Cincinnati Pops Orchestra conductor dies - Cincinnati News, FOX19-WXIX TV

Cincinnati Pops Orchestra conductor dies

Erich Kunzel (Source: Cincinnati Pops Orchestra) Erich Kunzel (Source: Cincinnati Pops Orchestra)
Bootsy Collins with Erich Kunzel (Source: Bootsy Collins) Bootsy Collins with Erich Kunzel (Source: Bootsy Collins)

CINCINNATI, OH (FOX19) - Erich Kunzel, long-time conductor of the Cincinnati Pops Orchestra, has died. He was 74.

Kunzel died Tuesday morning in Maine after a four-month battle with cancer of the pancreas, liver and colon.

He led the orchestra is his final performance in Cincinnati on August 1.  Maestro Kunzel is survived by his wife Brunhilde.

"The world has lost a musical giant and we have lost a dear friend," said Cincinnati Symphony Orchestra President Trey Devey. "Erich Kunzel built the Cincinnati Pops into one of the best known orchestras in the world and is not only beloved in Cincinnati, but around the globe.  Today we honor his tremendous legacy and offer our deepest sympathies to Brunhilde and their entire family."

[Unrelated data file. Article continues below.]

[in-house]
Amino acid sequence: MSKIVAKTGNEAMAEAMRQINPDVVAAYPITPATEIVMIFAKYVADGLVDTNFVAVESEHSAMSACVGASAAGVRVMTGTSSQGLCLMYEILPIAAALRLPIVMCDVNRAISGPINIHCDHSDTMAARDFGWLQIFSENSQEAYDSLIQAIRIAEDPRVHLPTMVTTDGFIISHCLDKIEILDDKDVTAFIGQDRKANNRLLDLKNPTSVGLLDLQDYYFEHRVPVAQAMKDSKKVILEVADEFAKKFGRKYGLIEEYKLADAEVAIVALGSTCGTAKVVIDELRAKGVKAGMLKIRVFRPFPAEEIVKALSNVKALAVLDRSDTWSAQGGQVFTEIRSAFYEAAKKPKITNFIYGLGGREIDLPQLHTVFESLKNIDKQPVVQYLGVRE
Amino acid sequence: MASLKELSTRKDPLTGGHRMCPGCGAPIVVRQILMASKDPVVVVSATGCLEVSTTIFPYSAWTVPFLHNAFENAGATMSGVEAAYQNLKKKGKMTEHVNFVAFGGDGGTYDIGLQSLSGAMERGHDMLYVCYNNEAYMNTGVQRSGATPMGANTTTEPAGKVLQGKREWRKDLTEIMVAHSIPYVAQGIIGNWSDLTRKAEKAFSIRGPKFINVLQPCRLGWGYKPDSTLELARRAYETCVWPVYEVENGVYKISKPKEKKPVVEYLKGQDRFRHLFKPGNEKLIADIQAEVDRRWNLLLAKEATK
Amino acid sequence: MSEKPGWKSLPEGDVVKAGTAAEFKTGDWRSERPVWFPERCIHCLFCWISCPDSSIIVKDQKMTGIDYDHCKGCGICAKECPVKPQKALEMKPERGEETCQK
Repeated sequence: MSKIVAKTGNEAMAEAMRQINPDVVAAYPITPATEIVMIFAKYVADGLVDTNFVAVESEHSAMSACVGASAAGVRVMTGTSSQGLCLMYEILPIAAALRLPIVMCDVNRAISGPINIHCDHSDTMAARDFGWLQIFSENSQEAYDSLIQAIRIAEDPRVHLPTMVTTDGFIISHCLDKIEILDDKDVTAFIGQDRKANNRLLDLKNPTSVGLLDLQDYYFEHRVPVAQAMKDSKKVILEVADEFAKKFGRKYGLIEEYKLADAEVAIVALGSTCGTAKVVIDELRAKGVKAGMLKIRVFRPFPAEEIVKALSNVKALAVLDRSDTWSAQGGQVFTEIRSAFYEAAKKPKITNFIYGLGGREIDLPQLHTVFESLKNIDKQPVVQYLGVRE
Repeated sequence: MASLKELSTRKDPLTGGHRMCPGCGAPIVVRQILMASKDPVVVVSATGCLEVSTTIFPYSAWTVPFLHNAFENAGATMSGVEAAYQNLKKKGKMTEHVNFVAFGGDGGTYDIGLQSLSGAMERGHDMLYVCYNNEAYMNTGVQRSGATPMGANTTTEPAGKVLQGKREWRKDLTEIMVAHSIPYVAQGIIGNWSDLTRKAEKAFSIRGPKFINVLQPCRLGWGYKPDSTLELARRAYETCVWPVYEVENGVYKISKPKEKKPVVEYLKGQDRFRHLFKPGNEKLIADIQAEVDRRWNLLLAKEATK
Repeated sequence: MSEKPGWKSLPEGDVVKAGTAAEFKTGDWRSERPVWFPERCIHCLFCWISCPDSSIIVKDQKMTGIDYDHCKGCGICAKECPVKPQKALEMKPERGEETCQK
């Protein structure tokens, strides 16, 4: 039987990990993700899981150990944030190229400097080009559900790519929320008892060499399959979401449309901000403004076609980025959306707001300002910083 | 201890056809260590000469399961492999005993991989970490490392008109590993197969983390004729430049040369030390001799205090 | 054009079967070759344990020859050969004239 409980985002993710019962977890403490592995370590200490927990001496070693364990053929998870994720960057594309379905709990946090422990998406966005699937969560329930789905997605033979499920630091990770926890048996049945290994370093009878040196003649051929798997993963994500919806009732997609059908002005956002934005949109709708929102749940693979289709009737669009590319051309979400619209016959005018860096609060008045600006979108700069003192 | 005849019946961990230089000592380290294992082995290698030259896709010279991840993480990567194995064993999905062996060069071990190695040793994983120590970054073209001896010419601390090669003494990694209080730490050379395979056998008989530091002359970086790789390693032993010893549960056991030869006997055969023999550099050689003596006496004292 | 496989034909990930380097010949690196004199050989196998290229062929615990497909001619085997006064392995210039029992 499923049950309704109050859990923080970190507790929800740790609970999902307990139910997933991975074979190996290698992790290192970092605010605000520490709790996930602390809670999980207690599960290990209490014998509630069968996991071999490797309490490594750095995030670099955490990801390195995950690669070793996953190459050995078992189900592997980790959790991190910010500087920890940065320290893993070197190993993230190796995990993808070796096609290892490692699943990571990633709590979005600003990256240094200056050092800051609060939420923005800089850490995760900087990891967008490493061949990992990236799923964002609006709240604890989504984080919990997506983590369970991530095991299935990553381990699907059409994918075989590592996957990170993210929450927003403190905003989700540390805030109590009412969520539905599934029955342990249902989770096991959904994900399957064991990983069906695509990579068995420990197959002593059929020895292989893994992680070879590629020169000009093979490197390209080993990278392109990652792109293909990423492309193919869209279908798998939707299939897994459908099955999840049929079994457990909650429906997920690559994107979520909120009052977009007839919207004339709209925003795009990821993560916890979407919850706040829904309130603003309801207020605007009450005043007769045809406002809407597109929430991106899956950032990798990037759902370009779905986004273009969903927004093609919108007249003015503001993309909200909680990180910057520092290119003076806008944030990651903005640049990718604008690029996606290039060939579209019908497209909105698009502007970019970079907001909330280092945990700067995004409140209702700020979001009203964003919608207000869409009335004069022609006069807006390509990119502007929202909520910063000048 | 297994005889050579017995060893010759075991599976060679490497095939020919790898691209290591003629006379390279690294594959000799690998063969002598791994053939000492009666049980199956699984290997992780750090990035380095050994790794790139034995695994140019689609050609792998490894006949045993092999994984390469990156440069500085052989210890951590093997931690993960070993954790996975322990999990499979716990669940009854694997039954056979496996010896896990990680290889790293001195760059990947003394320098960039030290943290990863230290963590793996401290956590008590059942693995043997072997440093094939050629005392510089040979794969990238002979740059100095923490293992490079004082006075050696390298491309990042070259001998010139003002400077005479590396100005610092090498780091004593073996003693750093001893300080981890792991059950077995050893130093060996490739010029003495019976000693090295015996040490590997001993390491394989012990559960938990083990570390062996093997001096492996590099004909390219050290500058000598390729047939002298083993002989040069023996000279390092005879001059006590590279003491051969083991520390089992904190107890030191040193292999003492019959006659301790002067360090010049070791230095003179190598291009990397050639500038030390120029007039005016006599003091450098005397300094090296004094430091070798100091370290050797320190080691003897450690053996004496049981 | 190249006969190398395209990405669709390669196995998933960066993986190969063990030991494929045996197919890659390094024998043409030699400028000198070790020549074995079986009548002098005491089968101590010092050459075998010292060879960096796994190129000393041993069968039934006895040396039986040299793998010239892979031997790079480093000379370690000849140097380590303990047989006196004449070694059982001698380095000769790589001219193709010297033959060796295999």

The Cincinnati Pops launched a special memorial page to Kunzel on their Web site. The Pops is also accepting cards and notes for Mr. Kunzel's family at the organization's Music Hall office located at 1241 Elm Street in Cincinnati, Ohio, 45202.

The Cincinnati Reds will hold a Moment of Silence for conductor prior to this evenings' game. Kunzel was a huge Reds fan, and co-wrote a song called "Hooray for the Cincinnati Reds" that made its debut on May 19, 1997 at Riverfront Stadium.

The Cincinnati Symphony Orchestra Board of Directors met in a special session this morning and unanimously conferred upon Maestro Kunzel the title of Founder and Conductor Emeritus, honoring his 44 years of exemplary artistic leadership that brought worldwide acclaim to the Orchestra and the region. In addition to naming him Founder and Conductor Emeritus, the CSO Board of Directors passed a resolution to inaugurate the Erich Kunzel Pops Legacy Fund, established to specifically support artistic and programming initiatives for the Cincinnati Pops.